Essentially, by City of Toronto standards, sidewalks only have to be flat for less than four feet at a time! These types of sidewalks can be found all over Toronto: just walk by any residential area on Ossington. This makes for a hostile walking environment for wheelchair users, people with visual impairments, children, and older folk.

The city’s standard also overlooks that, as far as I’ve seen, many roads are now almost all bordered by paved driveways, requiring a downward slope convenient for cars but inconvenient — or even hostile — to pedestrians.

By keeping curb heights consistent, the city can ensure a predictable and accessible environment for everyone — whether they are in a wheelchair, an older person, a child, or with a stroller. It’s all about creating a harmonious streetscape where everyone can move freely and safely, without fear of tripping or stumbling.

I would also like to mention tactility and accessibility — like clearly detectable surfaces, an example being textured surfaces — which make life easier for everyone, but especially for people with disabilities or impairments. The City of Toronto defines a tactile walking surface indicator as “intended to be detectable underfoot when walking or by a long white cane.” 

For someone with a visual impairment, these tactile cues serve as vital navigational aids. By feeling the warning strips and detectable surfaces with their feet or cane, people with visual impairments can orient themselves within the environment and understand the intersection’s layout. With tactile cues in place, everyone, regardless of the situation, can navigate the intersection with greater confidence and ease. 

Tactile roadmaps for navigating busy intersections allow everyone to travel confidently and independently. It’s a small touch that makes a big difference, turning a potentially daunting journey into one of safety.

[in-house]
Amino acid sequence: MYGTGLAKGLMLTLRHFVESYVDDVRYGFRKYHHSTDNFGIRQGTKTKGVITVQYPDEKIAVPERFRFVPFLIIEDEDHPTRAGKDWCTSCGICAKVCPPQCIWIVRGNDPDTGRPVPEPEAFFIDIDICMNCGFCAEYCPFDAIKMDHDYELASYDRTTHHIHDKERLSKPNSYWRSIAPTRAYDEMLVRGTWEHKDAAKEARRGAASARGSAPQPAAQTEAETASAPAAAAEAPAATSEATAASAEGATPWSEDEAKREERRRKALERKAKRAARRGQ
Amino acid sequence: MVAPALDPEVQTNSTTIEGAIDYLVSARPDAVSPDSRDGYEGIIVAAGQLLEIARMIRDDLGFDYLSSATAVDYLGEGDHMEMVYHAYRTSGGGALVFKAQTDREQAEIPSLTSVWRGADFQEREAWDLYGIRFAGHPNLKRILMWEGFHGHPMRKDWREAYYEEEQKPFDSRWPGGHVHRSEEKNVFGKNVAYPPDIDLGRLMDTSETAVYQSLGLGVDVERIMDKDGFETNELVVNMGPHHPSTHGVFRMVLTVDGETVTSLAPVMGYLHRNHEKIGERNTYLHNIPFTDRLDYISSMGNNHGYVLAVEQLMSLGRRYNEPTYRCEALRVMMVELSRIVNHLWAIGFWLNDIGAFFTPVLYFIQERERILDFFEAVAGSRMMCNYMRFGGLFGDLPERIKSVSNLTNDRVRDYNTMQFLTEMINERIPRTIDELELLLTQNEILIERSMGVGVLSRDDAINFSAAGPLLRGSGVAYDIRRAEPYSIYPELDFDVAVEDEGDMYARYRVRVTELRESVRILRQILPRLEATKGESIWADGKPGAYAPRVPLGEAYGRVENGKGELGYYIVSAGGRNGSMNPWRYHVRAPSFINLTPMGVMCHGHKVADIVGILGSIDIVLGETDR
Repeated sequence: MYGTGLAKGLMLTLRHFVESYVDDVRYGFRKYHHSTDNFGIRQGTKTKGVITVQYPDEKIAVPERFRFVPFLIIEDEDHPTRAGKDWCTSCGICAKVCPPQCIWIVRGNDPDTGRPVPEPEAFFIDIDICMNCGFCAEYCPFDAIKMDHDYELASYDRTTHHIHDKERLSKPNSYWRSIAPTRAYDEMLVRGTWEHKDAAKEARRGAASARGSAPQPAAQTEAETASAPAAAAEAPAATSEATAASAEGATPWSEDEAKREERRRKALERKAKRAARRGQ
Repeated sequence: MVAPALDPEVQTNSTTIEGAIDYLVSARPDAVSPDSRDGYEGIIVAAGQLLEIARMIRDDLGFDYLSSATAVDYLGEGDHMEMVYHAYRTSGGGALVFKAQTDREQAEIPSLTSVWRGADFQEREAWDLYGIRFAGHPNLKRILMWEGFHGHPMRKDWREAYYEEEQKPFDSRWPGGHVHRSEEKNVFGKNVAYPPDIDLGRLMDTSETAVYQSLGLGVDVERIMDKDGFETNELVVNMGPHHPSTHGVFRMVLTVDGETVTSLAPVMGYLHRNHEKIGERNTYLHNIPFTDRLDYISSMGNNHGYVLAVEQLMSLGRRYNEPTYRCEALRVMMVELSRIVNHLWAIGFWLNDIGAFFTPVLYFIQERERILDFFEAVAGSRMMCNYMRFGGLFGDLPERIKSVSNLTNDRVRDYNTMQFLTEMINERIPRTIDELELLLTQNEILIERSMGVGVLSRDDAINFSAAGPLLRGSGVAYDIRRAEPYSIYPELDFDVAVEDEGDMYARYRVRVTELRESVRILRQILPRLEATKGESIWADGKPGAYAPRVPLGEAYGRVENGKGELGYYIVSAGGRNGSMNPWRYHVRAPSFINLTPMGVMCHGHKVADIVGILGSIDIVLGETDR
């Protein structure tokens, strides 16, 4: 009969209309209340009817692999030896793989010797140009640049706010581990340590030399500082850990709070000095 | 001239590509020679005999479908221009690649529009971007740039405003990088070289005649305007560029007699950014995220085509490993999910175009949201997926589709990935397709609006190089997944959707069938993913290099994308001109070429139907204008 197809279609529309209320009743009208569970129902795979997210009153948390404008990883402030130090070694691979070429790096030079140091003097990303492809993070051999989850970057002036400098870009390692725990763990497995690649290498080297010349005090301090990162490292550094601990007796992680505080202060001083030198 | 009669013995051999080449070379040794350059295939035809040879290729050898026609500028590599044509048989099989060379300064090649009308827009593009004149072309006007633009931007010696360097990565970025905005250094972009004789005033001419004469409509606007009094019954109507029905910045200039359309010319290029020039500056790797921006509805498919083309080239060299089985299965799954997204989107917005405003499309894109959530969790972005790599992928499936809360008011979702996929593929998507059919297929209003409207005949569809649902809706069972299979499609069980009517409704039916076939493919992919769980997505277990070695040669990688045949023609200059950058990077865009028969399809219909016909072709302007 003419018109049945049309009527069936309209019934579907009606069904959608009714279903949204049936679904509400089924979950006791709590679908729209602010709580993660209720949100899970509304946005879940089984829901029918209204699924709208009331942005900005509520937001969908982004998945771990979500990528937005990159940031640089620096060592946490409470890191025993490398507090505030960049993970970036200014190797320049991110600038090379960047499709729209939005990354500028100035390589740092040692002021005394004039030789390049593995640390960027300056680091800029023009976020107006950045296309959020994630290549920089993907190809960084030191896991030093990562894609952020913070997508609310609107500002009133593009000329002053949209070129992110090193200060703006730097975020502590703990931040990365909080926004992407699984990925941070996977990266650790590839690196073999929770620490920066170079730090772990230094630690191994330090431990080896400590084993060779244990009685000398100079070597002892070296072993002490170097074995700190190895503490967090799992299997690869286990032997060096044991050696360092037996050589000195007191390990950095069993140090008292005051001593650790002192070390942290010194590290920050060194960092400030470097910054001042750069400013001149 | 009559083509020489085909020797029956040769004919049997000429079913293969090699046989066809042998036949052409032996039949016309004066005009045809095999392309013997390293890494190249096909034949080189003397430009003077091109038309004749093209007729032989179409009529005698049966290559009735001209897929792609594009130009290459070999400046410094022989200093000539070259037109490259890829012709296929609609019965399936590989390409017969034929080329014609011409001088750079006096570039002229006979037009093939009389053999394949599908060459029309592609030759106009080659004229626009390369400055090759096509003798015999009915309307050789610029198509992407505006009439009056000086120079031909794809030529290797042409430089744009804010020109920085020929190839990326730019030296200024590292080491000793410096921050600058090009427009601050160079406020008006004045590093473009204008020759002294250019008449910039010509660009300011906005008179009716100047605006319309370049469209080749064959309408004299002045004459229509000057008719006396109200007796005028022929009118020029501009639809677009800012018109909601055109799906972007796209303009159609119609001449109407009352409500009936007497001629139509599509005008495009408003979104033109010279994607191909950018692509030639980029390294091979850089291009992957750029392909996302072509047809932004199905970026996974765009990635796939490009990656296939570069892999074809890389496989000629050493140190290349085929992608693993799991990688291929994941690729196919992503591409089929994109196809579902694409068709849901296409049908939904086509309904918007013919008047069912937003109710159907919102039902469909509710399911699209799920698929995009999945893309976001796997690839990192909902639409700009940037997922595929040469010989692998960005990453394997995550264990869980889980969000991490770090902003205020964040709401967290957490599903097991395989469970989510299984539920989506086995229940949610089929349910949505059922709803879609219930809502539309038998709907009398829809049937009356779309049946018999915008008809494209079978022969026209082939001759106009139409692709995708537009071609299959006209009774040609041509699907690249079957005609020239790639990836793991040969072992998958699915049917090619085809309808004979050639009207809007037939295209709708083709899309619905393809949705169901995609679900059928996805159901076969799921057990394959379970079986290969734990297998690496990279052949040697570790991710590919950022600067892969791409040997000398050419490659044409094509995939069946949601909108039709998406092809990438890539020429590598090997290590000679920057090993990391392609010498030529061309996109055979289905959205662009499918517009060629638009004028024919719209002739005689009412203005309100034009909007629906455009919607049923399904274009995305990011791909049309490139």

The growing role of curbs in cities

I know some people may be wondering how large trucks can turn with corner islands and smaller lanes: that is, if Dutch intersections and trucks can ever exist simultaneously. I’m not too sure. Still, I’m more concerned with road safety between standard vehicles, pedestrians, and cyclists: a problem that causes 19 per cent of fatalities in Canada for pedestrians and cyclists.

The International Transport Forum’s 2018 report, “The Shared-Use City: Managing the Curb,” claims that cities across the world should move away from the idea that curbs are “static and inflexible installations and more as highly flexible and self-solving puzzles.” When cities prioritize features that enhance safety, accessibility, and functionality, they send a message that they value the needs of all citizens, regardless of their abilities.

Emily Carlucci is a third-year student at Trinity College studying political science and English. She is the Urban Planning Columnist for The Varsity’s Comment section.